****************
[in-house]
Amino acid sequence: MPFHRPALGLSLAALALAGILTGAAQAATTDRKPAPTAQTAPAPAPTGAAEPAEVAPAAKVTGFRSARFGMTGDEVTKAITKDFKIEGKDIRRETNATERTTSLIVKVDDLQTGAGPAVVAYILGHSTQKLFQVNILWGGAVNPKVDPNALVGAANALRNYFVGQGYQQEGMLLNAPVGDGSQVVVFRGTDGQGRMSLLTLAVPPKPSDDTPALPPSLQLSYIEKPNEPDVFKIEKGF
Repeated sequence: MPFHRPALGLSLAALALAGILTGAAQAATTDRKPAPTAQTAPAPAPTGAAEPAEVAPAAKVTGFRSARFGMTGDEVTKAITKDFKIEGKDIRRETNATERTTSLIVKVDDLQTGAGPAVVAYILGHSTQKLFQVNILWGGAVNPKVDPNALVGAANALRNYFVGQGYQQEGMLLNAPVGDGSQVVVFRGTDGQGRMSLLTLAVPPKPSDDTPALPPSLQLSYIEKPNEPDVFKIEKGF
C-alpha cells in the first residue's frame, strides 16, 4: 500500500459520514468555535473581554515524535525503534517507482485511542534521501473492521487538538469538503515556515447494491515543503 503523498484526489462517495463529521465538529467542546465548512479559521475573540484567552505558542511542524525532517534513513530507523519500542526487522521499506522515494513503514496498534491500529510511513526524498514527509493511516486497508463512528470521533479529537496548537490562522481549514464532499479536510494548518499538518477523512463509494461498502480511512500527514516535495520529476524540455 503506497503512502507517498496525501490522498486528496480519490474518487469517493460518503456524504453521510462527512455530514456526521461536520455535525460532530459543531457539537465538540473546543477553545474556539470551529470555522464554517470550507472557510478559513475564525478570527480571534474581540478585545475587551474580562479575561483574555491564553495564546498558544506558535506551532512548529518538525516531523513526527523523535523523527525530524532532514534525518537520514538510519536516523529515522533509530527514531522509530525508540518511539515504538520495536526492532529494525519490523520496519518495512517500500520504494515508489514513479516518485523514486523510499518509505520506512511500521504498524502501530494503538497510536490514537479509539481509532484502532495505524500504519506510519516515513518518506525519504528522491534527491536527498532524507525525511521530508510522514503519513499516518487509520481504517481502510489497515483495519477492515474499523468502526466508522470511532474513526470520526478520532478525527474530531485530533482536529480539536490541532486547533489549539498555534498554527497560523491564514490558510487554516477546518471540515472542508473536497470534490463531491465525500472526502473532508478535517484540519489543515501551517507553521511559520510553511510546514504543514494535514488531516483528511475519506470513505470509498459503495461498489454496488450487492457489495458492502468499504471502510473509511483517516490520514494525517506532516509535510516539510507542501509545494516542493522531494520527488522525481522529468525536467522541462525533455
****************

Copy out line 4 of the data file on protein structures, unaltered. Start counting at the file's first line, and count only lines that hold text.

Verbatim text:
C-alpha cells in the first residue's frame, strides 16, 4: 500500500459520514468555535473581554515524535525503534517507482485511542534521501473492521487538538469538503515556515447494491515543503 503523498484526489462517495463529521465538529467542546465548512479559521475573540484567552505558542511542524525532517534513513530507523519500542526487522521499506522515494513503514496498534491500529510511513526524498514527509493511516486497508463512528470521533479529537496548537490562522481549514464532499479536510494548518499538518477523512463509494461498502480511512500527514516535495520529476524540455 503506497503512502507517498496525501490522498486528496480519490474518487469517493460518503456524504453521510462527512455530514456526521461536520455535525460532530459543531457539537465538540473546543477553545474556539470551529470555522464554517470550507472557510478559513475564525478570527480571534474581540478585545475587551474580562479575561483574555491564553495564546498558544506558535506551532512548529518538525516531523513526527523523535523523527525530524532532514534525518537520514538510519536516523529515522533509530527514531522509530525508540518511539515504538520495536526492532529494525519490523520496519518495512517500500520504494515508489514513479516518485523514486523510499518509505520506512511500521504498524502501530494503538497510536490514537479509539481509532484502532495505524500504519506510519516515513518518506525519504528522491534527491536527498532524507525525511521530508510522514503519513499516518487509520481504517481502510489497515483495519477492515474499523468502526466508522470511532474513526470520526478520532478525527474530531485530533482536529480539536490541532486547533489549539498555534498554527497560523491564514490558510487554516477546518471540515472542508473536497470534490463531491465525500472526502473532508478535517484540519489543515501551517507553521511559520510553511510546514504543514494535514488531516483528511475519506470513505470509498459503495461498489454496488450487492457489495458492502468499504471502510473509511483517516490520514494525517506532516509535510516539510507542501509545494516542493522531494520527488522525481522529468525536467522541462525533455